340 meters per second

Trust only movement. Life happens at the level of events, not of words. Trust movement.

&mdash Alfred Adler (1870-1937)

Thursday, June 09, 2005

Weeding out bad ideas, part I

I share Pacanukeha's hate-on for "Chief Justice" Clarence Thomas: the idea of agreeing with Modern Misogyny's Man of the Year makes my skin crawl. Nevertheless, I'm forced to admit that Creepy Clarence made a couple of excellent points when he dissented in Gonzales v. Raich.

The case concerned two members of a California-based medical marijuana co-op that was operating legally under California’s 1996 Compassionate Use Act. Angel Raich and Diane Monson were challenging the federal government's "right" to prosecute medical marijuana. The evolution of the case may be found here (I paraphrase liberally from that source, a well-researched article in Los Angeles City Beat).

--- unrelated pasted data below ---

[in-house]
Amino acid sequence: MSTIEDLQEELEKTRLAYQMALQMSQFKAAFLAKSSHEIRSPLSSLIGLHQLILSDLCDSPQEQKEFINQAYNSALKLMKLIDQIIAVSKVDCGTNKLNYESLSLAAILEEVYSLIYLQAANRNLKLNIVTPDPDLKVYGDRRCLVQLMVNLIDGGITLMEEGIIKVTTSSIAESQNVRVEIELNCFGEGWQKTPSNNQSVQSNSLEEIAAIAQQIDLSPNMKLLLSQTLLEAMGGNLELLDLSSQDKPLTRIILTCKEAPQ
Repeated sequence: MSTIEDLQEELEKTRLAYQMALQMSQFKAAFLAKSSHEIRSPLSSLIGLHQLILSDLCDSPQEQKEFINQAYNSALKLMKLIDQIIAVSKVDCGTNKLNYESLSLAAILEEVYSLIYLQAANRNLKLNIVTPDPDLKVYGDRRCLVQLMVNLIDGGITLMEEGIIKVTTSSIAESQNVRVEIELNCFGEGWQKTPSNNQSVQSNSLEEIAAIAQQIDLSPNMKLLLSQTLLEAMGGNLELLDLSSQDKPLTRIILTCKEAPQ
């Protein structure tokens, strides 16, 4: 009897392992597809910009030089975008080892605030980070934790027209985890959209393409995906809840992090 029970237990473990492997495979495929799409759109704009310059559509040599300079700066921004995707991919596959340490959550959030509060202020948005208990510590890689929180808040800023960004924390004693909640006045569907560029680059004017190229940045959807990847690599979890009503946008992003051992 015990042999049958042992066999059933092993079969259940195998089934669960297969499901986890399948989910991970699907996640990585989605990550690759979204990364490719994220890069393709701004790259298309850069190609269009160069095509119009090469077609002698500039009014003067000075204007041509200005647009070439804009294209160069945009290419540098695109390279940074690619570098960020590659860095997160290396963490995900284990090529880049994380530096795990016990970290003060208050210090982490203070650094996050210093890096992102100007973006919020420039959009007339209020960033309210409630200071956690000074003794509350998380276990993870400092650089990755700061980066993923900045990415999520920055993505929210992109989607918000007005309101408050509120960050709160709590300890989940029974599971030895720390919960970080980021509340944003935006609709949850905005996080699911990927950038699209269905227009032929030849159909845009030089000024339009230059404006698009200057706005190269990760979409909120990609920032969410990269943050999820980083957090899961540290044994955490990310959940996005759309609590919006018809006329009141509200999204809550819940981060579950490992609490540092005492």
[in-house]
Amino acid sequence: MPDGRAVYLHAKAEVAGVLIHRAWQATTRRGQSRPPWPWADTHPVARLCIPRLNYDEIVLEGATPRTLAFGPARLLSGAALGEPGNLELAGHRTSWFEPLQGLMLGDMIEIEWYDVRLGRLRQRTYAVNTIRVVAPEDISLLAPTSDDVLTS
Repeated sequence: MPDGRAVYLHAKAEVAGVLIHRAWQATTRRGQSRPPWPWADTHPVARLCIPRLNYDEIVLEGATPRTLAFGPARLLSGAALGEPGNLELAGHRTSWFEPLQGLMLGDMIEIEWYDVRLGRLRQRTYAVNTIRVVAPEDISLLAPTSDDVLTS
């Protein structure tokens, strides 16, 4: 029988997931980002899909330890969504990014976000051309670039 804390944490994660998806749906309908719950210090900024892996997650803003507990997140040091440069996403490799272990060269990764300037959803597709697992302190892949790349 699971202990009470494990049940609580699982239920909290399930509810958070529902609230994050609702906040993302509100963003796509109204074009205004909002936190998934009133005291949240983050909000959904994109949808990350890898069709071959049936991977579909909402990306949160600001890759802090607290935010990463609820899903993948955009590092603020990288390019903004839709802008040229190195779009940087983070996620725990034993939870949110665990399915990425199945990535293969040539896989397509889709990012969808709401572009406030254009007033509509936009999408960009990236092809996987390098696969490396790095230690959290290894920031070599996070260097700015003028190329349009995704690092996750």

They achieved a landmark victory when the Court of Appeals ruled in their favour, with Judge Pregerson stating that “this limited use is clearly distinct from the broader illicit market,” and that the feds had no authority to police it under the Constitution’s Commerce Clause.

The feds appealed it to the Supremes, who ruled against Raich and Monson but Clarence Thomas--a noted defender of states' rights--dissented, stating:

Respondents Diane Monson and Angel Raich use marijuana that has never been bought or sold, that has never crossed state lines, and that has had no demonstrable effect on the national market for marijuana. If Congress can regulate this under the Commerce Clause, then it can regulate virtually anything–and the Federal Government is no longer one of limited and enumerated powers.

The complete version of Thomas' decision may be found on the Legal Information Institute's site.


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